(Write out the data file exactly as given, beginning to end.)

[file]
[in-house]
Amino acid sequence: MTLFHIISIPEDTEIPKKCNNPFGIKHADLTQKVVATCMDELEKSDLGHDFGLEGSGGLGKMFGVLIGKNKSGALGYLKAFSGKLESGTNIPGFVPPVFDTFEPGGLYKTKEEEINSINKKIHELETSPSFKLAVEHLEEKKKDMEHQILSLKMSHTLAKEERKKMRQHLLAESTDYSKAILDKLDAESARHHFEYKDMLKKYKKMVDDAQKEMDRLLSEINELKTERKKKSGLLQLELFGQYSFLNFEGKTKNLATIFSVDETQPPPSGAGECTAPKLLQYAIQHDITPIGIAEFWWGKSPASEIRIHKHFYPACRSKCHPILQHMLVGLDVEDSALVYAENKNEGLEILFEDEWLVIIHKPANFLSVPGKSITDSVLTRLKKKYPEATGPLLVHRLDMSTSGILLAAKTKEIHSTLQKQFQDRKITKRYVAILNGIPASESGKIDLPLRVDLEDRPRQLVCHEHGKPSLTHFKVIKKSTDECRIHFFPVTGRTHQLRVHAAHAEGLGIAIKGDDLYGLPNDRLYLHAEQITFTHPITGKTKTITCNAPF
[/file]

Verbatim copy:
[in-house]
Amino acid sequence: MTLFHIISIPEDTEIPKKCNNPFGIKHADLTQKVVATCMDELEKSDLGHDFGLEGSGGLGKMFGVLIGKNKSGALGYLKAFSGKLESGTNIPGFVPPVFDTFEPGGLYKTKEEEINSINKKIHELETSPSFKLAVEHLEEKKKDMEHQILSLKMSHTLAKEERKKMRQHLLAESTDYSKAILDKLDAESARHHFEYKDMLKKYKKMVDDAQKEMDRLLSEINELKTERKKKSGLLQLELFGQYSFLNFEGKTKNLATIFSVDETQPPPSGAGECTAPKLLQYAIQHDITPIGIAEFWWGKSPASEIRIHKHFYPACRSKCHPILQHMLVGLDVEDSALVYAENKNEGLEILFEDEWLVIIHKPANFLSVPGKSITDSVLTRLKKKYPEATGPLLVHRLDMSTSGILLAAKTKEIHSTLQKQFQDRKITKRYVAILNGIPASESGKIDLPLRVDLEDRPRQLVCHEHGKPSLTHFKVIKKSTDECRIHFFPVTGRTHQLRVHAAHAEGLGIAIKGDDLYGLPNDRLYLHAEQITFTHPITGKTKTITCNAPF